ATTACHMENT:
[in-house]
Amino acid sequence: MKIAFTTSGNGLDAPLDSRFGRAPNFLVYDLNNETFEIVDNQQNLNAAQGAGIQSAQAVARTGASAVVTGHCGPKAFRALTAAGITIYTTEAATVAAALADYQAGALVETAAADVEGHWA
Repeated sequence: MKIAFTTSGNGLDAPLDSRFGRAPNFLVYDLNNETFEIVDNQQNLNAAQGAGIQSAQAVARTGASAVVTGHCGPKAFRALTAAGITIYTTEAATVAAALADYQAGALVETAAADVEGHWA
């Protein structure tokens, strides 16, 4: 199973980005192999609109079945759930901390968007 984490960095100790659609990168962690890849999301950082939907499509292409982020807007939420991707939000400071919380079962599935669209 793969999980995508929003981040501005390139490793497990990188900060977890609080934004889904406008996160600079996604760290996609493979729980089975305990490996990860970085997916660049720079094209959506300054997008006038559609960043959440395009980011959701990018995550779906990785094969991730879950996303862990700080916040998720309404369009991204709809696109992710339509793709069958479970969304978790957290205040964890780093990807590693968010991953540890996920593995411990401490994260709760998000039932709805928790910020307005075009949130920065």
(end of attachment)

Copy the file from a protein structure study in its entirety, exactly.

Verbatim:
[in-house]
Amino acid sequence: MKIAFTTSGNGLDAPLDSRFGRAPNFLVYDLNNETFEIVDNQQNLNAAQGAGIQSAQAVARTGASAVVTGHCGPKAFRALTAAGITIYTTEAATVAAALADYQAGALVETAAADVEGHWA
Repeated sequence: MKIAFTTSGNGLDAPLDSRFGRAPNFLVYDLNNETFEIVDNQQNLNAAQGAGIQSAQAVARTGASAVVTGHCGPKAFRALTAAGITIYTTEAATVAAALADYQAGALVETAAADVEGHWA
């Protein structure tokens, strides 16, 4: 199973980005192999609109079945759930901390968007 984490960095100790659609990168962690890849999301950082939907499509292409982020807007939420991707939000400071919380079962599935669209 793969999980995508929003981040501005390139490793497990990188900060977890609080934004889904406008996160600079996604760290996609493979729980089975305990490996990860970085997916660049720079094209959506300054997008006038559609960043959440395009980011959701990018995550779906990785094969991730879950996303862990700080916040998720309404369009991204709809696109992710339509793709069958479970969304978790957290205040964890780093990807590693968010991953540890996920593995411990401490994260709760998000039932709805928790910020307005075009949130920065």